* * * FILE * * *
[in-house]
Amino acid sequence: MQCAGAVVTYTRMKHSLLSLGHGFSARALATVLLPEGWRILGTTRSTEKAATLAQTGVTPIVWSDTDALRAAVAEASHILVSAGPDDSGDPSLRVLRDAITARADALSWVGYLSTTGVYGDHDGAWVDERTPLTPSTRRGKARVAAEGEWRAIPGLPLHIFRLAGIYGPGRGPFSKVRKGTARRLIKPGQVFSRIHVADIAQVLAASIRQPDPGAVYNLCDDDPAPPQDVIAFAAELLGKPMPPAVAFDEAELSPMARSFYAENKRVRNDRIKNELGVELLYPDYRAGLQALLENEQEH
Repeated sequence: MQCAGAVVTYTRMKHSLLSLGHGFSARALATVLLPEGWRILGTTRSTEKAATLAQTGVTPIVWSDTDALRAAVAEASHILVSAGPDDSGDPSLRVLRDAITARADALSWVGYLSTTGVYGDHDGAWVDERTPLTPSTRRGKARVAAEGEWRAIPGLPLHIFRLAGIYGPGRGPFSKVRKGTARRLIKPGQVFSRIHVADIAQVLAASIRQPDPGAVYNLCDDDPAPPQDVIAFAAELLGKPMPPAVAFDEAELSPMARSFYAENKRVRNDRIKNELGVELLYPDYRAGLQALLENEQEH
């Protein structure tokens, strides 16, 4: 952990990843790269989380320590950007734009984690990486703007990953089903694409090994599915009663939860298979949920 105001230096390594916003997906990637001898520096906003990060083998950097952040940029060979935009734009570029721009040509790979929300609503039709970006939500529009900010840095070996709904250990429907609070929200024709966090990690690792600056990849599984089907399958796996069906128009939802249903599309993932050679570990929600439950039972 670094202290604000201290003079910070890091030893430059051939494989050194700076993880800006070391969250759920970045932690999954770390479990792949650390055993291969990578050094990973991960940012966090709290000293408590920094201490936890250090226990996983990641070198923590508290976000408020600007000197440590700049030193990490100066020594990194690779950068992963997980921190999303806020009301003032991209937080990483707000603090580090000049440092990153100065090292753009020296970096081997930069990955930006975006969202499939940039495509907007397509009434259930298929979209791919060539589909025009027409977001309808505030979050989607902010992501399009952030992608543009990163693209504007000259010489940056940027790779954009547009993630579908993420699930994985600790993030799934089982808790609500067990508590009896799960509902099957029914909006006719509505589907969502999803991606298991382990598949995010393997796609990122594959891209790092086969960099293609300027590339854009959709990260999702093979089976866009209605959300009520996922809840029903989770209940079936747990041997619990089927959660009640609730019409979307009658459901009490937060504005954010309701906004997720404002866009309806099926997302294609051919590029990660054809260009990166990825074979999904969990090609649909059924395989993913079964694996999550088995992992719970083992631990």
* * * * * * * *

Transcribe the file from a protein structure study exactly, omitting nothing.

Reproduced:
[in-house]
Amino acid sequence: MQCAGAVVTYTRMKHSLLSLGHGFSARALATVLLPEGWRILGTTRSTEKAATLAQTGVTPIVWSDTDALRAAVAEASHILVSAGPDDSGDPSLRVLRDAITARADALSWVGYLSTTGVYGDHDGAWVDERTPLTPSTRRGKARVAAEGEWRAIPGLPLHIFRLAGIYGPGRGPFSKVRKGTARRLIKPGQVFSRIHVADIAQVLAASIRQPDPGAVYNLCDDDPAPPQDVIAFAAELLGKPMPPAVAFDEAELSPMARSFYAENKRVRNDRIKNELGVELLYPDYRAGLQALLENEQEH
Repeated sequence: MQCAGAVVTYTRMKHSLLSLGHGFSARALATVLLPEGWRILGTTRSTEKAATLAQTGVTPIVWSDTDALRAAVAEASHILVSAGPDDSGDPSLRVLRDAITARADALSWVGYLSTTGVYGDHDGAWVDERTPLTPSTRRGKARVAAEGEWRAIPGLPLHIFRLAGIYGPGRGPFSKVRKGTARRLIKPGQVFSRIHVADIAQVLAASIRQPDPGAVYNLCDDDPAPPQDVIAFAAELLGKPMPPAVAFDEAELSPMARSFYAENKRVRNDRIKNELGVELLYPDYRAGLQALLENEQEH
């Protein structure tokens, strides 16, 4: 952990990843790269989380320590950007734009984690990486703007990953089903694409090994599915009663939860298979949920 105001230096390594916003997906990637001898520096906003990060083998950097952040940029060979935009734009570029721009040509790979929300609503039709970006939500529009900010840095070996709904250990429907609070929200024709966090990690690792600056990849599984089907399958796996069906128009939802249903599309993932050679570990929600439950039972 670094202290604000201290003079910070890091030893430059051939494989050194700076993880800006070391969250759920970045932690999954770390479990792949650390055993291969990578050094990973991960940012966090709290000293408590920094201490936890250090226990996983990641070198923590508290976000408020600007000197440590700049030193990490100066020594990194690779950068992963997980921190999303806020009301003032991209937080990483707000603090580090000049440092990153100065090292753009020296970096081997930069990955930006975006969202499939940039495509907007397509009434259930298929979209791919060539589909025009027409977001309808505030979050989607902010992501399009952030992608543009990163693209504007000259010489940056940027790779954009547009993630579908993420699930994985600790993030799934089982808790609500067990508590009896799960509902099957029914909006006719509505589907969502999803991606298991382990598949995010393997796609990122594959891209790092086969960099293609300027590339854009959709990260999702093979089976866009209605959300009520996922809840029903989770209940079936747990041997619990089927959660009640609730019409979307009658459901009490937060504005954010309701906004997720404002866009309806099926997302294609051919590029990660054809260009990166990825074979999904969990090609649909059924395989993913079964694996999550088995992992719970083992631990």